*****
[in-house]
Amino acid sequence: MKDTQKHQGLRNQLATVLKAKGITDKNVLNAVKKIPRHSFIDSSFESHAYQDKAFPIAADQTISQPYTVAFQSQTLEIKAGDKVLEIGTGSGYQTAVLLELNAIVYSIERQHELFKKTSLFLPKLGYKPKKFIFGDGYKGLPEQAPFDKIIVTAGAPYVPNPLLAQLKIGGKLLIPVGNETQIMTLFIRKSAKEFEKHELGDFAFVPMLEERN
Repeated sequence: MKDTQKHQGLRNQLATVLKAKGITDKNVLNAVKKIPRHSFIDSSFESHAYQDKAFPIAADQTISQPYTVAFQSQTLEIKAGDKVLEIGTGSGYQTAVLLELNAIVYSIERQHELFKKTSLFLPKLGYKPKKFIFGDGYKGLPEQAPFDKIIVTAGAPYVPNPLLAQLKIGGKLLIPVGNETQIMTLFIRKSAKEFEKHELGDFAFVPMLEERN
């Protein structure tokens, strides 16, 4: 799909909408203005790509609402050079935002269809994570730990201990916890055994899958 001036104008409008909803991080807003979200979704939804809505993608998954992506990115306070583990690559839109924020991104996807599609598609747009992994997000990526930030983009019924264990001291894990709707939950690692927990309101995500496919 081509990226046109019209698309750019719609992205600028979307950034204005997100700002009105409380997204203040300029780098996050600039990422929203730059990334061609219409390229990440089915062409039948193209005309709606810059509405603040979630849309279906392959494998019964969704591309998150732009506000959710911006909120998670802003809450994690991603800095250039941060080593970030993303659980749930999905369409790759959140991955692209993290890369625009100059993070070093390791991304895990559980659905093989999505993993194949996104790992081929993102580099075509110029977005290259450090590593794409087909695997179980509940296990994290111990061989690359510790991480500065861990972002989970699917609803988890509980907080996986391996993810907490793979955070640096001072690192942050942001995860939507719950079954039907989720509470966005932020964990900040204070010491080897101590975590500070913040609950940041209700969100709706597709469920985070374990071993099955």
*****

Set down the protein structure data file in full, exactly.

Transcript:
[in-house]
Amino acid sequence: MKDTQKHQGLRNQLATVLKAKGITDKNVLNAVKKIPRHSFIDSSFESHAYQDKAFPIAADQTISQPYTVAFQSQTLEIKAGDKVLEIGTGSGYQTAVLLELNAIVYSIERQHELFKKTSLFLPKLGYKPKKFIFGDGYKGLPEQAPFDKIIVTAGAPYVPNPLLAQLKIGGKLLIPVGNETQIMTLFIRKSAKEFEKHELGDFAFVPMLEERN
Repeated sequence: MKDTQKHQGLRNQLATVLKAKGITDKNVLNAVKKIPRHSFIDSSFESHAYQDKAFPIAADQTISQPYTVAFQSQTLEIKAGDKVLEIGTGSGYQTAVLLELNAIVYSIERQHELFKKTSLFLPKLGYKPKKFIFGDGYKGLPEQAPFDKIIVTAGAPYVPNPLLAQLKIGGKLLIPVGNETQIMTLFIRKSAKEFEKHELGDFAFVPMLEERN
């Protein structure tokens, strides 16, 4: 799909909408203005790509609402050079935002269809994570730990201990916890055994899958 001036104008409008909803991080807003979200979704939804809505993608998954992506990115306070583990690559839109924020991104996807599609598609747009992994997000990526930030983009019924264990001291894990709707939950690692927990309101995500496919 081509990226046109019209698309750019719609992205600028979307950034204005997100700002009105409380997204203040300029780098996050600039990422929203730059990334061609219409390229990440089915062409039948193209005309709606810059509405603040979630849309279906392959494998019964969704591309998150732009506000959710911006909120998670802003809450994690991603800095250039941060080593970030993303659980749930999905369409790759959140991955692209993290890369625009100059993070070093390791991304895990559980659905093989999505993993194949996104790992081929993102580099075509110029977005290259450090590593794409087909695997179980509940296990994290111990061989690359510790991480500065861990972002989970699917609803988890509980907080996986391996993810907490793979955070640096001072690192942050942001995860939507719950079954039907989720509470966005932020964990900040204070010491080897101590975590500070913040609950940041209700969100709706597709469920985070374990071993099955």